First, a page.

The Memorial Building, completed in 1943, was designed and built in the spirit of Indiana in 1816. The architect described this spirit as:
Whatever is built should be a forthright expression of honesty, simplicity and dignity, qualities that we associate with Lincoln and his mother. There should be no false construction or design. Materials should be native and largely hand worked. Design should be suggested by the best practice of the days when Nancy Hanks was a young woman. Not a design suggestive of the log cabins she lived in but a type of structure that might have been built by one of the best builders of the period to commemorate an illustrious pioneer.
With this philosophy in mind, the building was designed with two halls and a connecting cloister. The resulting Memorial Court features five sculpted panels marking significant periods in the life of Abraham Lincoln. The Memorial is wholly a Hoosier creation, constructed of Indiana limestone and sandstone, with all timber cut from trees native to the area.
The interior walls of The Abraham Lincoln Hall are of St. Meinrad sandstone with cherry wainscoting. Thomas Lincoln often used cherry wood in his carpentry work. Solid, hand-hewn yellow poplar trusses support the ceiling of the hall. The joining of the timbers is indicative of the skill of the pioneer craftsman in the cabin construction. The rostrum at the front of the hall and the small balcony at the rear, as well as the pew-type seats are typical of early courthouses and meeting houses.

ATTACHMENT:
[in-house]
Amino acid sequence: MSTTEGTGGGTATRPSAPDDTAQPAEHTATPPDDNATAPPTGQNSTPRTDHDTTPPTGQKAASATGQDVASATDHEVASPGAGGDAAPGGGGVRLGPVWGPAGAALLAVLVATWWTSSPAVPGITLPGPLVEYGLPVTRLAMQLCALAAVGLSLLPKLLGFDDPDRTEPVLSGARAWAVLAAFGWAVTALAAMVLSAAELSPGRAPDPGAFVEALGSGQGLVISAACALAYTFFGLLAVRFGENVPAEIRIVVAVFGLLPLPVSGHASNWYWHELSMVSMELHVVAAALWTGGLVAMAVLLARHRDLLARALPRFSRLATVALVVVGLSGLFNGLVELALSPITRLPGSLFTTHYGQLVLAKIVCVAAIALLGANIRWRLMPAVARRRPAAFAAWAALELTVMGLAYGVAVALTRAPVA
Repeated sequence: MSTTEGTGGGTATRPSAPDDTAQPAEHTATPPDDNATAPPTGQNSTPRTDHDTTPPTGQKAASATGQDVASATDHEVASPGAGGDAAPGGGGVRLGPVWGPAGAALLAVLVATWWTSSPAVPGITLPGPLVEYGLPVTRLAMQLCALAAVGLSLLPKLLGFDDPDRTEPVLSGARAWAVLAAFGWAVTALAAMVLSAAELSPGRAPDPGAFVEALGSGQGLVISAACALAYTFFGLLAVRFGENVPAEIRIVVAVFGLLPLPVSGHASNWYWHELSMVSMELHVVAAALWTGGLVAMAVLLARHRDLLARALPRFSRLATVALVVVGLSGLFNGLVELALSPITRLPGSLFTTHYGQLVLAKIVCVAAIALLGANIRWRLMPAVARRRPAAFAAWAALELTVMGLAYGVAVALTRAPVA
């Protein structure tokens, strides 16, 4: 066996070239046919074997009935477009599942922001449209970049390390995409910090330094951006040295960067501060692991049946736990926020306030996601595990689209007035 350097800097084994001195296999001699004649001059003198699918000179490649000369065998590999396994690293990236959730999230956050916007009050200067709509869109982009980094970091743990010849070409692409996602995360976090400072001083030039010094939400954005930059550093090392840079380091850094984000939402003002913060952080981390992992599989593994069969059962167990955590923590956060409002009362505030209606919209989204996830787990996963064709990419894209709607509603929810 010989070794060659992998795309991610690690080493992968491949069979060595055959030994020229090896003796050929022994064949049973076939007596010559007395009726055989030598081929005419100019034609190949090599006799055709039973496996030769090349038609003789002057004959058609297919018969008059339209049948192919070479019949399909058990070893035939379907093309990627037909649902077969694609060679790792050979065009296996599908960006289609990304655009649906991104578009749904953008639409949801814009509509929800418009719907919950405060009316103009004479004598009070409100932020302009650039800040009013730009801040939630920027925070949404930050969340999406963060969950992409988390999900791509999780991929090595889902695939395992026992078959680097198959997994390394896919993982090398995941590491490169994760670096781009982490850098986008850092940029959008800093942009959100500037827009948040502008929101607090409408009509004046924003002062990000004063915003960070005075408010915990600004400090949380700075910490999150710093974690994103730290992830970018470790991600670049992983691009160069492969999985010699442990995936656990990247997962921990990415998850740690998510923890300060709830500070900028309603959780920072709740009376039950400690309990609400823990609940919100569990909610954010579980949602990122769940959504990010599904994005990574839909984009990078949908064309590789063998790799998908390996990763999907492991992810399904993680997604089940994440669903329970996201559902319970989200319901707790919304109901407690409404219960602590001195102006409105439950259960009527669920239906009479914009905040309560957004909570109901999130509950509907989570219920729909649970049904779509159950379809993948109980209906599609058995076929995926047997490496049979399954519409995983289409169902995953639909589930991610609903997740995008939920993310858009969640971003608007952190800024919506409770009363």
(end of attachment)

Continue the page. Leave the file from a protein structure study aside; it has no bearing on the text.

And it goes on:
The Abraham Lincoln Hall is used for meetings, church services, weddings, and other special occasions. The strength and naturalness of this stone and wood hall reflect the grandeur and simplicity of the man, Abraham Lincoln.
The interior of The Nancy Hanks Lincoln Hall is reminiscent of early Indiana days. The yellow poplar beams and columns, walnut wainscoting, and pegged oak floor – as well as the huge sandstone fireplace – speak to us of pioneer strength and perseverance. The furnishings and floor covering create a feeling for the simplicity of the modest pioneer home established by Abraham Lincoln’s mother.
The table, benches, and chairs are made of selected cherry wood. The large hand-braided rug, especially designed for the hall, and the window bench coverings are based on patterns Nancy Lincoln might have known. The fabric used here is wool, which was one of the most common clothing materials of the frontier. The mural painting over the fireplace depicts the location where the Lincoln’s crossed the Ohio River in 1816 as they headed for their new Indiana home.